Friends are remembering the impact that Sonny MacDonald, an artist from Fort Chipewyan, N.W.T. had on them and the North.
"It's a big loss ... we spent a lot of time together," long-time friend George Tuccaro said of MacDonald. He met Sonny when he was a young boy and MacDonald was a teenager.
"We had [the] same kind of sense of humour, I guess ... about the North. Sonny always had a way of expressing himself as a Northerner.… There's probably a 1,000 stories we could tell."
MacDonald, born May 26, 1939, died Tuesday evening with family by his side in Okotoks, Alta.
When MacDonald, an artist and carver, would travel to trade shows throughout Canada, Tuccaro says MacDonald would bring all his carvings. He would also bring a cassette player that he used to play the call of the loon.
"Soon as you'd hear the loon, well everybody would flock over to his exhibit then and there he would greet everyone and tell him who he was and who he was representing," Tuccaro said, adding he would be sure to introduce other N.W.T. artists that were there.
"He had quite a way of getting to people."
He says MacDonald was involved in the community, including chairing the N.W.T. Arts Council for about a decade.
According to a 2016 post on the N.W.T Arts Council website, MacDonald is a Chipewyan Dene and he made a home out of the Northwest Territories.
He had been a recipient of the Order of the Northwest Territories, a former Council Member of Salt River First Nation, an NWT Aboriginal Representative to the Mackenzie River Basin Board and a past co-chair of the NWT Arts Strategy Advisory Panel.
He was also a self-taught artist who began carving when he was just seven years old, the website says.
He was well-known beyond the N.W.T. — throughout Canada and internationally — for his works in wood, bone, antler, horn, ivory, stone and ice and snow.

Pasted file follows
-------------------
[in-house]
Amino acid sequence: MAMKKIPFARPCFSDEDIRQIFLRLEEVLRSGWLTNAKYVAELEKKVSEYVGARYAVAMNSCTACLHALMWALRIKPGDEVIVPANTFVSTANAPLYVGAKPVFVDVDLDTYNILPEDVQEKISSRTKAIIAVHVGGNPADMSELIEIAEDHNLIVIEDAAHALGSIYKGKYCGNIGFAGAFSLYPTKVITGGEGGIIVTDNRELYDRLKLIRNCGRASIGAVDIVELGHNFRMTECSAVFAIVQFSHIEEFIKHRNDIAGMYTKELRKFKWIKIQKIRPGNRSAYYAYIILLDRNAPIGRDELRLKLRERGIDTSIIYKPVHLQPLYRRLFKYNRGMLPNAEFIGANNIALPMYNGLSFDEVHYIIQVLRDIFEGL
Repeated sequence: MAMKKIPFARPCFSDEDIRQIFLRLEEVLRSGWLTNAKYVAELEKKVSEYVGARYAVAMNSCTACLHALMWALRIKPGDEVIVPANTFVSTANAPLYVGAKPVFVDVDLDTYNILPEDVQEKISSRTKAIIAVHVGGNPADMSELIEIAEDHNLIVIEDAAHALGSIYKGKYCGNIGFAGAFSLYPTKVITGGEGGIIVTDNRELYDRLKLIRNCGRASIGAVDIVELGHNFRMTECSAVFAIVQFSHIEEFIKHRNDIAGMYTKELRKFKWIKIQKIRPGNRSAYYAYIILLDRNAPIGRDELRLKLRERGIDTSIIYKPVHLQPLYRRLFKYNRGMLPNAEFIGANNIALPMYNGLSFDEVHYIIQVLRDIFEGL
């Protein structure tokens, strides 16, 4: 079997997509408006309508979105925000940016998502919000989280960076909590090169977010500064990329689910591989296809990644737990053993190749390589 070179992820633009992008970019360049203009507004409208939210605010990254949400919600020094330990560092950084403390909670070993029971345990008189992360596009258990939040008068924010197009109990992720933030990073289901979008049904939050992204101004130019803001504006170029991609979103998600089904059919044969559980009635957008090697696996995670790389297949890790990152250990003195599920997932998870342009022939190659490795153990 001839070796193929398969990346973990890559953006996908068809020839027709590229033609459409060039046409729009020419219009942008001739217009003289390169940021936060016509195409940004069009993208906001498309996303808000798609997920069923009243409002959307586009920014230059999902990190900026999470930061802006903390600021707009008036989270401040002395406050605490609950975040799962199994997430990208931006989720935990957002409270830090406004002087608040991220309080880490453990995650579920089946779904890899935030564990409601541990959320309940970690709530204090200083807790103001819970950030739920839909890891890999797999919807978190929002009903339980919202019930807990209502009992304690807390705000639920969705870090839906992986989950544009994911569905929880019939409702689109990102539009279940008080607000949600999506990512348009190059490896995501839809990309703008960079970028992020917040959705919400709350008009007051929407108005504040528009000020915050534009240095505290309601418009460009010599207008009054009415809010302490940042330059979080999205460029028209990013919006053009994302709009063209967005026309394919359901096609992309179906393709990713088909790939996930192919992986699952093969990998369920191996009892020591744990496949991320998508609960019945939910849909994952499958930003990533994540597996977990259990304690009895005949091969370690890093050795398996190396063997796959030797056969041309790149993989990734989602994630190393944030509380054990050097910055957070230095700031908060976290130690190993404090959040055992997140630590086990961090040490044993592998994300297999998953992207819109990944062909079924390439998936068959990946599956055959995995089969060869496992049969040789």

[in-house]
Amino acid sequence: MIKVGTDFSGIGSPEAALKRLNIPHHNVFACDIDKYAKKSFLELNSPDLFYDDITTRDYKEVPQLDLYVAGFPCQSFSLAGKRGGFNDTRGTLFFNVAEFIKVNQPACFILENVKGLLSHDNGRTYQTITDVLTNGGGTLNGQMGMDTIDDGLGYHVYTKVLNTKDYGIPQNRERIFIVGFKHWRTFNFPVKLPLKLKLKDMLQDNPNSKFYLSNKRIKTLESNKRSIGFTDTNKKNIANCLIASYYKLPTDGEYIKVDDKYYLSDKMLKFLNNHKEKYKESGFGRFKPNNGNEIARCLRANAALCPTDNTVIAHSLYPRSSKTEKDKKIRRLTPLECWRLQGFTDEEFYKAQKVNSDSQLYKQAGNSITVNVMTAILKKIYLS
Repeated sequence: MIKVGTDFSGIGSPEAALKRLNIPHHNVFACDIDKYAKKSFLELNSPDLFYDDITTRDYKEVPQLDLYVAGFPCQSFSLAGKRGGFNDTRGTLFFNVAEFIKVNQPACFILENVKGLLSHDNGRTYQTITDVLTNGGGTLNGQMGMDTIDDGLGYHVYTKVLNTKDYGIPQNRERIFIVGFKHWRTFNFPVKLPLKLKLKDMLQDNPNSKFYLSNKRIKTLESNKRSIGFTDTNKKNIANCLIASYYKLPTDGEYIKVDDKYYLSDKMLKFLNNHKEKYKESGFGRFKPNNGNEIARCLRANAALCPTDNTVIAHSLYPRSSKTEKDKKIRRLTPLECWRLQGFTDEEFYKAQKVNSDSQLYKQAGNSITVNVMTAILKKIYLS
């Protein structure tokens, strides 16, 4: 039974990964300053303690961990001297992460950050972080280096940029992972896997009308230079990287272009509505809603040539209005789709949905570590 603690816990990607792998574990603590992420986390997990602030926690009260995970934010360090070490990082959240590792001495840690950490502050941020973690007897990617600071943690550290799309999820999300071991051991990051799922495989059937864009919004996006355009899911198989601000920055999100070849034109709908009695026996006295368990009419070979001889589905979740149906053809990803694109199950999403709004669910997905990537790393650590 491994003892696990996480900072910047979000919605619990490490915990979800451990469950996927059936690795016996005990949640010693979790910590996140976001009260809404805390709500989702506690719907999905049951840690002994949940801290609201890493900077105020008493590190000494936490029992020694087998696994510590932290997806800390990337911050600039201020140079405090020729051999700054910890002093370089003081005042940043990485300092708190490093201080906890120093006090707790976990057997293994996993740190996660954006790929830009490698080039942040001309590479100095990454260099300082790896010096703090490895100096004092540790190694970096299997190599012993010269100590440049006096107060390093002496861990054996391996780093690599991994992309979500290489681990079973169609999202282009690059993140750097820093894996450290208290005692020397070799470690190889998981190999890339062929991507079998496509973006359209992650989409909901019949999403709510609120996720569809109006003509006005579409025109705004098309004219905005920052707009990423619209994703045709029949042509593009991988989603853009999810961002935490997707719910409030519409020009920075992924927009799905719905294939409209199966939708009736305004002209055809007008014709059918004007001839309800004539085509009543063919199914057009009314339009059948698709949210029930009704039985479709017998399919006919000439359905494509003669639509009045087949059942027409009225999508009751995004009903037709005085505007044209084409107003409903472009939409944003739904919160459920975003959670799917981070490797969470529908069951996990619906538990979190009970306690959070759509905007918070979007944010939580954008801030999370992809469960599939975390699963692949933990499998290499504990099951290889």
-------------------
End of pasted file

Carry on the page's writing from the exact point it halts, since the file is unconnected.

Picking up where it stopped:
"He was a strong advocate for the artisans of the Northwest Territories," Tuccaro said.
"He was a tireless worker in that sense and he knew that the North should have more money in place for the artisans to be able to travel around the world … to be able to show their crafts. That's just one of the things that he did."
He says he also will remember MacDonald by the physical marks he left in the North.
That includes carvings he helped work on that are stationed at the N.W.T. Legislative Assembly.
'A good friend who made us laugh'
Even driving down the highway will spark a memory for Tuccaro, who recalls how MacDonald helped with the installation of power poles in the Fort Smith and Hay River area.
"There's still a bit of Sonny left out there, that when you drive by it can remind us of [him]," Tuccaro said.
"There'll always be a part of Sonny somewhere."
Others took to social media to recall fond memories of him.
"With large, strong hands," wrote Patti Kay on Facebook, "he carved the most delicate pieces of art from tiny pendants to enormous ice sculptures. He breathed life into driftwood, diamond willow, antler, bone, ice and snow transforming pieces into loons, wolves and fish."
"Most of all, he was a good friend who made us laugh and could two-step his wife and partner, Helen all night on the dance floor."
There are plans for a celebration of life in Fort Smith, N.W.T., once COVID-19 restrictions lift.
"I just marvelled at how lucky I am to have known someone who was so hard to say goodbye to," Tuccaro said.
"And, [I] just pray that he rest in peace, and we'll meet again someday, somewhere in that big place."